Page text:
Monday, March 23, 2009
I'm back from the NATIA conference and will (hopefully) get to everyone's e-mails.
The term "bit depth" is used to describe the number of possible colour values a pixel can have. This concept confuses some folks and I tend to get a quite a few questions from folks who have trouble grasping this rather obscure topic.
Here's a way of thinking about it:
Bit depth = 1
Two possible values: black/white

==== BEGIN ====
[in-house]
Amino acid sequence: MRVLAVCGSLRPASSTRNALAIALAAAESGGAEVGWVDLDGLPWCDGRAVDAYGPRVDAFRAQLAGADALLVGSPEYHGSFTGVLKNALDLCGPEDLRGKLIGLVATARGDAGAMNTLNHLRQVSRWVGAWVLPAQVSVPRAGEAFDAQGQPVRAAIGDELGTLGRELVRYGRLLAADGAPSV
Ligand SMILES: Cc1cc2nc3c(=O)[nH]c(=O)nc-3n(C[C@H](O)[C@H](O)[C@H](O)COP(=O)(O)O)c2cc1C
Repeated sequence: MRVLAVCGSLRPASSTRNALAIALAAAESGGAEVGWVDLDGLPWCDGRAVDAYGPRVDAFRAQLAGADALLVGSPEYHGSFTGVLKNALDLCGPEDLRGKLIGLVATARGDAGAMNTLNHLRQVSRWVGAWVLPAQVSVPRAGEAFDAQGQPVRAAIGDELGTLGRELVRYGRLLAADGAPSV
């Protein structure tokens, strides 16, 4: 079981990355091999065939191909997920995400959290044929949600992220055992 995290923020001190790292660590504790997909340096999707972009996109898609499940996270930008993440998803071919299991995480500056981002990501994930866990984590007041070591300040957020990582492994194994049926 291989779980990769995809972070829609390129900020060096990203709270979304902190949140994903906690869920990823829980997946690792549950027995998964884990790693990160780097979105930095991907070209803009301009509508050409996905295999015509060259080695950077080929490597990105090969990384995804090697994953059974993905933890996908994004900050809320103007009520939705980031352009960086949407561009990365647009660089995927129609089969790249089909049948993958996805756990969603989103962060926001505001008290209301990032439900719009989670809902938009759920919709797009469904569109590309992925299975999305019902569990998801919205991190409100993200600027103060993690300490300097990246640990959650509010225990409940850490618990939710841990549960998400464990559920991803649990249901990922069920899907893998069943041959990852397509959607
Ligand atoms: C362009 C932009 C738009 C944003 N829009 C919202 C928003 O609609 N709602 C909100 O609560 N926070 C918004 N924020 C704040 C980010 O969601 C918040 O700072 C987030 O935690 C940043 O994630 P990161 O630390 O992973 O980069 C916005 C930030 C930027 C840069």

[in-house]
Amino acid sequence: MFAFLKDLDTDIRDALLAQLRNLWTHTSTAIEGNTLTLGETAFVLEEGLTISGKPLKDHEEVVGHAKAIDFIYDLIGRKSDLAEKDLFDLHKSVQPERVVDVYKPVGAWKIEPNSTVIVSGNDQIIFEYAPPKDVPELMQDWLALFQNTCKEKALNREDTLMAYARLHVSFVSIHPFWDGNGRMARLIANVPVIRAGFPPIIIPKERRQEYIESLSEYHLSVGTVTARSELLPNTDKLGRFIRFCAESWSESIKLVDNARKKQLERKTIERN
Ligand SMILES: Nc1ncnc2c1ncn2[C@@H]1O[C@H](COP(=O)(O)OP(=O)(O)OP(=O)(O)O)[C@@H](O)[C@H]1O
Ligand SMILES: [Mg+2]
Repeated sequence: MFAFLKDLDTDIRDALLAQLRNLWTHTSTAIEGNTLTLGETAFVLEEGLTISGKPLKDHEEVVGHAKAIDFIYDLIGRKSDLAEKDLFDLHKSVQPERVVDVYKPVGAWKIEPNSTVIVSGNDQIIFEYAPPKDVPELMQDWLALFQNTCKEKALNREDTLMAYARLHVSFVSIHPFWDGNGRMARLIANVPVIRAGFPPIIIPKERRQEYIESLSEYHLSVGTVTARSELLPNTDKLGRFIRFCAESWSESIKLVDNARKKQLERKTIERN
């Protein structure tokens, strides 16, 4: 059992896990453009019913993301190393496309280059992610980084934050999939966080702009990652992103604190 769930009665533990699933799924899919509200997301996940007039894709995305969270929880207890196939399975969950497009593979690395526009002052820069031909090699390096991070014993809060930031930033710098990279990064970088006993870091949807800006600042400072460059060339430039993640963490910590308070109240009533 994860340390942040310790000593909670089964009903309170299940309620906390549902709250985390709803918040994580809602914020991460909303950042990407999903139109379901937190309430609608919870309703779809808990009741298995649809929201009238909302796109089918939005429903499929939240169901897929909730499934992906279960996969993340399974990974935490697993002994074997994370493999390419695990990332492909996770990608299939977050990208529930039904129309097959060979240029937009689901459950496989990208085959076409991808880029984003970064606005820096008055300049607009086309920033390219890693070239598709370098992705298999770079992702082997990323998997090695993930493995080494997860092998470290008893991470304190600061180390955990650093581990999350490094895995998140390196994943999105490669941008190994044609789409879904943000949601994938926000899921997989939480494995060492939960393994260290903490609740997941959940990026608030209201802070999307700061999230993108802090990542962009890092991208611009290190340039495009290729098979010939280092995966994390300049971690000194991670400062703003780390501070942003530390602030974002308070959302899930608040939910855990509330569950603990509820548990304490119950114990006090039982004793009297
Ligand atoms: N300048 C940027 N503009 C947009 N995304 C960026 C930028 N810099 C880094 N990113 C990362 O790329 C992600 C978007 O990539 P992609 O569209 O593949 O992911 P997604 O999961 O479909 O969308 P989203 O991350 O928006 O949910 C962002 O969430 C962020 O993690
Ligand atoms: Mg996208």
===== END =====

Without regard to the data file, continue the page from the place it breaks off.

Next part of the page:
Bit depth = 8
2 to the 8th power = 256
When you come across a different bit depth, think 2 to the power of the number of bits and you'll have an easy way of figuring out the number of possible values.
Here's a quick quiz. How many possible colour values for a bit depth of 12? Now, how many for 12 bits per channel RGB? If you are shooting in RAW, and your images are 12-14 bpc - would you want to try to cram that info into an 8bpc RGB image out of the gate? Most assign the image a 16 bpc working space in ACR and give the image some head room.